The second thread is the support thread that aims to support individuals living with a life limiting diagnosis/terminal diagnosis in our community. It was fortuitous that the Compassionate Community team had contact with St Columba’s Hospice Care and realised that collaboration with their pilot Compassionate Neighbours’ project would enable us to take forward our goal of supporting people in our own community. We have now trained six volunteers in the Compassionate Neighbour’s Training, and we have a further six volunteers waiting for training. This will enable us to have a small hub of volunteers in North Berwick to offer support and to do the things that a ‘good neighbor ‘would offer to people at the end of their life. We are almost at the point of accepting referrals
In addition, two of the volunteers have undertaken the EASE training developed by Good Life, Good Death, Good Grief and the Scottish Palliative Care Network. They are also now trained as facilitators of the EASE training and will commence training in North Berwick mid August 2021.
We have also been considering the long -term feasibility of the project and are in discussions with the Community Connections Project to integrate our hub of compassionate neighbours into their project. In the meantime, St Columba’s Hospice Care will continue to train and supervise and carry out PVG checks on our hub of volunteers. We are hoping that the Community Connections’ worker will be able to shadow the hospice for a period of time before the project can transitions to be independent of the hospice.
The team would welcome any questions or further discussion on any aspects of the project. We would appreciate discussion with the Reference Group and in particular support in the following areas:
- Involvement with local organisations to share information about the project and potential referral routes
- A social media and publicity strategy
- Advice on developing a referral pathway and appropriate paperwork.
- Advice on lone working policy and practice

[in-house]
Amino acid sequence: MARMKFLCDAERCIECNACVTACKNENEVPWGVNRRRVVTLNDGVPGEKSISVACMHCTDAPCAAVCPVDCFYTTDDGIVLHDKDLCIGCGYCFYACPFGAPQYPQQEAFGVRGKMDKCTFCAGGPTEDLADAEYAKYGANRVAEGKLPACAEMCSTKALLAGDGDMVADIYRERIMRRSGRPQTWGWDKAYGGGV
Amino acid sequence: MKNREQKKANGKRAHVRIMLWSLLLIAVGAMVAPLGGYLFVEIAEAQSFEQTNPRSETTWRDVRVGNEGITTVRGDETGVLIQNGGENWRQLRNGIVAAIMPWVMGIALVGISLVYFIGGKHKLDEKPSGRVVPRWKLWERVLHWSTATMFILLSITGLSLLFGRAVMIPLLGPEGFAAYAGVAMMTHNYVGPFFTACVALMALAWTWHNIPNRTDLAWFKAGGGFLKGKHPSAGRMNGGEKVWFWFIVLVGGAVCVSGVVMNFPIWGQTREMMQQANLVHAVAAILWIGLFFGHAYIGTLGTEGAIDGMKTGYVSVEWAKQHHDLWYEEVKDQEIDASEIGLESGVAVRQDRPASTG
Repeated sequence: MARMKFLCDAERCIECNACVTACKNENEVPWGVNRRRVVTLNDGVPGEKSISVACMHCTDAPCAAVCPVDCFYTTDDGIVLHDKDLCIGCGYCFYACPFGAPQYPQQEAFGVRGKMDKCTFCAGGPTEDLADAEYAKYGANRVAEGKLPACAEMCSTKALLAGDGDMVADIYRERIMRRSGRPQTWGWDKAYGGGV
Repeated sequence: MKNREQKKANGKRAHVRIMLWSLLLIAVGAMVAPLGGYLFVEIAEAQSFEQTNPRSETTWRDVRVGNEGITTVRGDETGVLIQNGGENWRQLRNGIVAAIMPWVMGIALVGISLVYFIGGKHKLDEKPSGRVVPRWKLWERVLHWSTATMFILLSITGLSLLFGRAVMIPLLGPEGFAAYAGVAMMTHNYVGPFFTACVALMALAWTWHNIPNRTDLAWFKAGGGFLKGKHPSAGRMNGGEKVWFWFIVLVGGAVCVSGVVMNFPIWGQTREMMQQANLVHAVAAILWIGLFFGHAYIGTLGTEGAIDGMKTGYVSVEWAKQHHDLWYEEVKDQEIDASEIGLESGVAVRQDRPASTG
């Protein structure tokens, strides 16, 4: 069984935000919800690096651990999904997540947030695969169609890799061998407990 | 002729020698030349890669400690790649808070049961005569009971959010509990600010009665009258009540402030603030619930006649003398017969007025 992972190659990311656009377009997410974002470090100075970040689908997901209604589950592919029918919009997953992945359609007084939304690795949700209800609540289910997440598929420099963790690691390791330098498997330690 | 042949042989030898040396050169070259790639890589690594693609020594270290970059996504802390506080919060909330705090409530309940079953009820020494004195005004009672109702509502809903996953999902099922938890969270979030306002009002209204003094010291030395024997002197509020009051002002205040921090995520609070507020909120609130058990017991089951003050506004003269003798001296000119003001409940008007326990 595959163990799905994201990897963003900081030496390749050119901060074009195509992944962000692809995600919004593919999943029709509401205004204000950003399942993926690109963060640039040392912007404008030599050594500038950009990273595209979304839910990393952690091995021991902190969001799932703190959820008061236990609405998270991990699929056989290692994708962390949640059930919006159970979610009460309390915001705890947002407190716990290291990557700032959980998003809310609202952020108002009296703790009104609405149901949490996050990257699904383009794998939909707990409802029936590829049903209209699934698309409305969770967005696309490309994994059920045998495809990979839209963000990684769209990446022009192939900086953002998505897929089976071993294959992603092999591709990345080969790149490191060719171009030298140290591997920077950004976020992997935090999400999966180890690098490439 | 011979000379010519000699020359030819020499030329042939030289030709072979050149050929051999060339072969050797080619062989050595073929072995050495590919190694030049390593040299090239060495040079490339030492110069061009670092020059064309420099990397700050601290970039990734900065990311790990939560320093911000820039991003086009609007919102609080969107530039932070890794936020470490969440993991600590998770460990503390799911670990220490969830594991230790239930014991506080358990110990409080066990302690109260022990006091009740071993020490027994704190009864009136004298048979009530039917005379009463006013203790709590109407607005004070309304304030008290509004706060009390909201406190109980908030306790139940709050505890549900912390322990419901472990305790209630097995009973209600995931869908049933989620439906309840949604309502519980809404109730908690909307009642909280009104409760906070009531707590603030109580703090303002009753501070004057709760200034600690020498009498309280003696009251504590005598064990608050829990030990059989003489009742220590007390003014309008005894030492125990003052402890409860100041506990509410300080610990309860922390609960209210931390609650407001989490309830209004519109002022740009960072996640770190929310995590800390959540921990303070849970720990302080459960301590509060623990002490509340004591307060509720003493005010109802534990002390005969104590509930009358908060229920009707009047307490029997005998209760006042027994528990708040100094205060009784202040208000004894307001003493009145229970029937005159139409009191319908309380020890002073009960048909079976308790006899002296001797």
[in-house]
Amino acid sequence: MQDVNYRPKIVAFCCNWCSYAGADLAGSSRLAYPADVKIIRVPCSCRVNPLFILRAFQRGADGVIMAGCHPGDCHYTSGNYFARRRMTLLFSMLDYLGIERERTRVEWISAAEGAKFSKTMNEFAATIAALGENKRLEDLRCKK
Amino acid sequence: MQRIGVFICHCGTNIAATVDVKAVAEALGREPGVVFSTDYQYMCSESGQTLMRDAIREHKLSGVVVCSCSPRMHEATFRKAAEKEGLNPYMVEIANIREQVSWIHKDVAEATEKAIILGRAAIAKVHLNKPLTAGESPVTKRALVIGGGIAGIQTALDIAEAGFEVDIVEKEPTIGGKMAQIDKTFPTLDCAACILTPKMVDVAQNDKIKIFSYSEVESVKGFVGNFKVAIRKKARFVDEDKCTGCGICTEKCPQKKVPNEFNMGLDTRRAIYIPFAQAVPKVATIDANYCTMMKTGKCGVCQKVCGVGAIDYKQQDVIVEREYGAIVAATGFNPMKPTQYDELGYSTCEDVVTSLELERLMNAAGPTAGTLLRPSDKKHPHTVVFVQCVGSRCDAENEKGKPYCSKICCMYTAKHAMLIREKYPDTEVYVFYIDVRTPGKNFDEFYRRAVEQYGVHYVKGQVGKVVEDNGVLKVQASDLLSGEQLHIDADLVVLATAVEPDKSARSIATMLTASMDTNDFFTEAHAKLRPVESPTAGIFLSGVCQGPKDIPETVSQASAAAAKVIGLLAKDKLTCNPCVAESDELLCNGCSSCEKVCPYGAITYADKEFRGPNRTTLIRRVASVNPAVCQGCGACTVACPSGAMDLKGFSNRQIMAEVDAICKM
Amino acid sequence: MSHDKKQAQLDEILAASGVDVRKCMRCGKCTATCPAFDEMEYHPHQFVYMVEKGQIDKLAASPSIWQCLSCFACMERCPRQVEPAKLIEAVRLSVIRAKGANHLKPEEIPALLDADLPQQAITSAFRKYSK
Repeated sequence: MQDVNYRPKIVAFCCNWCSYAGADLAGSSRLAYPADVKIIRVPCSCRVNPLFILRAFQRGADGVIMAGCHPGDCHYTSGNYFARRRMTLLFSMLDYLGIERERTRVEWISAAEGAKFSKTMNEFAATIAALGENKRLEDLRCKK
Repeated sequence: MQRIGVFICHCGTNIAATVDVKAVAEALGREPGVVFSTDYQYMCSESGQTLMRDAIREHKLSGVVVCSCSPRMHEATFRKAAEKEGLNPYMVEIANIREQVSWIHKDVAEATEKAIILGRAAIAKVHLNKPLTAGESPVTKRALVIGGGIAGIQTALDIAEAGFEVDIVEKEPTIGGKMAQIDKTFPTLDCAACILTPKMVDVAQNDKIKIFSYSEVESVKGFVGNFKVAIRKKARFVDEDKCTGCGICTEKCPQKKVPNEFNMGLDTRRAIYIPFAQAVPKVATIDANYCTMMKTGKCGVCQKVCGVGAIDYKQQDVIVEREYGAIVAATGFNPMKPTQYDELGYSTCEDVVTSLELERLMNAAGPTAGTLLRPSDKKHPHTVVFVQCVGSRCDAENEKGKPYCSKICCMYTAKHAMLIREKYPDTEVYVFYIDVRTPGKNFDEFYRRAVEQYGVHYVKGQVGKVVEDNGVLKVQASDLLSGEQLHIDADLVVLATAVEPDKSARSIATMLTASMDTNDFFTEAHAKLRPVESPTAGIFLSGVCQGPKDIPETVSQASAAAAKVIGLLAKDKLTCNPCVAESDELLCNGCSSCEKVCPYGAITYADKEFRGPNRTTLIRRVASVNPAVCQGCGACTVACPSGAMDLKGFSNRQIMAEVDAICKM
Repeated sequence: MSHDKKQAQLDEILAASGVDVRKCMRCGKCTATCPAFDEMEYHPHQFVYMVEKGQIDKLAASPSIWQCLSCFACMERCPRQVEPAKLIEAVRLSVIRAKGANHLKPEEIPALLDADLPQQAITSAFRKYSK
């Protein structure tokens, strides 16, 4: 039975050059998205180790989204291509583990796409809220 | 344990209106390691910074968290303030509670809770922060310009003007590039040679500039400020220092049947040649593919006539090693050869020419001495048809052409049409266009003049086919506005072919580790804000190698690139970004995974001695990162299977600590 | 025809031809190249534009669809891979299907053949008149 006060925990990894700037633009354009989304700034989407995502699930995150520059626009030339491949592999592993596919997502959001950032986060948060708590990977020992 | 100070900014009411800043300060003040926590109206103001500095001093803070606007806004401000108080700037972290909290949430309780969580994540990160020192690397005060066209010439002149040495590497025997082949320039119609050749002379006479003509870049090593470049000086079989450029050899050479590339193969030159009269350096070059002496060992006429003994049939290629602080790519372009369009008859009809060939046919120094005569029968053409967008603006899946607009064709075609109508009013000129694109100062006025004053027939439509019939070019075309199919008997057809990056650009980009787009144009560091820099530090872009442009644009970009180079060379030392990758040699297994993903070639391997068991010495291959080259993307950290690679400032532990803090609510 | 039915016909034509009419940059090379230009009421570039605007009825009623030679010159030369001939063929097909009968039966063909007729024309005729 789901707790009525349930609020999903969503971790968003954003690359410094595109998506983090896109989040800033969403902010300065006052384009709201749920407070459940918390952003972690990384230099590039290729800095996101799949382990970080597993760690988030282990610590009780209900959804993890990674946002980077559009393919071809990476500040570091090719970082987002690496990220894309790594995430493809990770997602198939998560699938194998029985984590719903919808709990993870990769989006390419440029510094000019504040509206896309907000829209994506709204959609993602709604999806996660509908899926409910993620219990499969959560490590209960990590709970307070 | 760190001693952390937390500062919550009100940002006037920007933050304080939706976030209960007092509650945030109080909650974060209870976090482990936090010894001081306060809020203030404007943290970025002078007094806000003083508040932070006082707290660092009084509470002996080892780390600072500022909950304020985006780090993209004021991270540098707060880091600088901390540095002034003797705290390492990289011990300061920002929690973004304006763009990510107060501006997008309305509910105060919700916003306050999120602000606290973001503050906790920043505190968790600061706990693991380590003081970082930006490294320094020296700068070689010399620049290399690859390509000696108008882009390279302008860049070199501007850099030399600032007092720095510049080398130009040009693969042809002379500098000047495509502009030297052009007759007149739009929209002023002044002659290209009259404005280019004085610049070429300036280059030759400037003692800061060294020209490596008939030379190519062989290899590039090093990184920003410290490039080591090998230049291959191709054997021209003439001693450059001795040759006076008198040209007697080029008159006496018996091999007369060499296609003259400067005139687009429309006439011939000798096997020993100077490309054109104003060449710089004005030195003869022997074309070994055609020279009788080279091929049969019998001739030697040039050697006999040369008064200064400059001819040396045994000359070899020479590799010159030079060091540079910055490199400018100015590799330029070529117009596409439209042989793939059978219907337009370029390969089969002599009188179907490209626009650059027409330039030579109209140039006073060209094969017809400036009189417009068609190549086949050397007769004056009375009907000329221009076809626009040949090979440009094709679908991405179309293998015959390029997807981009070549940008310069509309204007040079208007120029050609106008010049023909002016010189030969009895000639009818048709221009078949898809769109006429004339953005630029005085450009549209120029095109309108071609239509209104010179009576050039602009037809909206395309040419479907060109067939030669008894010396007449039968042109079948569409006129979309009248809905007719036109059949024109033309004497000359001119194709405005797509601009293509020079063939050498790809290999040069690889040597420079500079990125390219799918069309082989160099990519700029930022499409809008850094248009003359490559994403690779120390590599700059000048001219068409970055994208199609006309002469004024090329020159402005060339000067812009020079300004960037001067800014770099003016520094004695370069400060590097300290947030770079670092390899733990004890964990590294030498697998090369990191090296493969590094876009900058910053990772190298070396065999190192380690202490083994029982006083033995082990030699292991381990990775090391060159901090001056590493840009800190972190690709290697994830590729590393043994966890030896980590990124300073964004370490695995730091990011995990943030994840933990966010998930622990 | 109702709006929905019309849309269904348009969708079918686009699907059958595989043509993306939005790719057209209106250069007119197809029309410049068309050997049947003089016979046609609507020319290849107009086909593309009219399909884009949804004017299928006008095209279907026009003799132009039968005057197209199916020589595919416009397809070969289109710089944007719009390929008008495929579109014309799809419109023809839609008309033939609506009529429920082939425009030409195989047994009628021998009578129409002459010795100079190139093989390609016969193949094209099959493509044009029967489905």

- Support for supervision of the volunteer hub.
- Advertising the events at Fringe by The Sea
If any members of the Reference Group would like to be involved please do email for further information or a phone chat.
Senior Business Support Assistant
North Berwick Community Centre
Telephone: 01620 893056
Check out out our new video about Care When It Counts.
The Herbert Protocol is a nationally recognised scheme focused on people living with dementia who may be at risk of going missing. The main aim of the Herbert Protocol form is that it is completed in advance so that significant information is recorded and readily available for police in the event of someone going missing. It can help the police to find someone who goes missing more quickly.
People who care for someone with dementia can fill out a form with details about the person including where the person grew up, favourite places, and a picture of the person with consent to share this on social media should it be required.
The form is then kept somewhere safe in the person’s household. If the person goes missing, the form helps police to quickly access important information to help find them. Find out more and download the form https://www.scotland.police.uk/your-community/the-lothians-and-scottish-borders/
A community minded app for people with dementia if they are missing
Purple Alert is a free app designed by people living with dementia and carers, Alzheimer Scotland staff, Police Scotland, Social Work, Dementia Friends Scotland, Health and Social Care Partnerships and Telecare Services.
After successfully reach our milestone of 10,000 downloads, Purple Alert has gone through a major design and functionality upgrade. While the main functionality is still helping finding a person with dementia if they’re lost, the new app serves tailored content to users, depending on where you are in Scotland or when you use the app
This week is Shared Lives Week and we are celebrating the contribution our Shared Lived Carers make throughout the year.